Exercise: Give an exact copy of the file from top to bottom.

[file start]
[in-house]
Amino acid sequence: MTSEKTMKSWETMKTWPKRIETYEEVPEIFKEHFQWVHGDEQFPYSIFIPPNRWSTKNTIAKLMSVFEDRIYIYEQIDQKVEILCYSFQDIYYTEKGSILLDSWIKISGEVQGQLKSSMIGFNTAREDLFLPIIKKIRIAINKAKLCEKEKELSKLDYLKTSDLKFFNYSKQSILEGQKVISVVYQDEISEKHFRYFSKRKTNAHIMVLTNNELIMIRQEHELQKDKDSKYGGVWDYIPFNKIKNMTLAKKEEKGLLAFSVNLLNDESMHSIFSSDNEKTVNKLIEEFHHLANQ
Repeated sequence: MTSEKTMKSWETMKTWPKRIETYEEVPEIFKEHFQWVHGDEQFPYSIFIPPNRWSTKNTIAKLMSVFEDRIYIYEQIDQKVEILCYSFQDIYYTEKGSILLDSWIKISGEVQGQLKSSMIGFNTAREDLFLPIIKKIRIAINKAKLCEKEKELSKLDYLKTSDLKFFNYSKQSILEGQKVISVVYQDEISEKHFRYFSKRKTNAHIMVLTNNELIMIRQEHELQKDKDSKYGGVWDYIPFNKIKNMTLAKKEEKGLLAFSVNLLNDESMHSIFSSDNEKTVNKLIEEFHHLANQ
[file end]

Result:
[in-house]
Amino acid sequence: MTSEKTMKSWETMKTWPKRIETYEEVPEIFKEHFQWVHGDEQFPYSIFIPPNRWSTKNTIAKLMSVFEDRIYIYEQIDQKVEILCYSFQDIYYTEKGSILLDSWIKISGEVQGQLKSSMIGFNTAREDLFLPIIKKIRIAINKAKLCEKEKELSKLDYLKTSDLKFFNYSKQSILEGQKVISVVYQDEISEKHFRYFSKRKTNAHIMVLTNNELIMIRQEHELQKDKDSKYGGVWDYIPFNKIKNMTLAKKEEKGLLAFSVNLLNDESMHSIFSSDNEKTVNKLIEEFHHLANQ
Repeated sequence: MTSEKTMKSWETMKTWPKRIETYEEVPEIFKEHFQWVHGDEQFPYSIFIPPNRWSTKNTIAKLMSVFEDRIYIYEQIDQKVEILCYSFQDIYYTEKGSILLDSWIKISGEVQGQLKSSMIGFNTAREDLFLPIIKKIRIAINKAKLCEKEKELSKLDYLKTSDLKFFNYSKQSILEGQKVISVVYQDEISEKHFRYFSKRKTNAHIMVLTNNELIMIRQEHELQKDKDSKYGGVWDYIPFNKIKNMTLAKKEEKGLLAFSVNLLNDESMHSIFSSDNEKTVNKLIEEFHHLANQ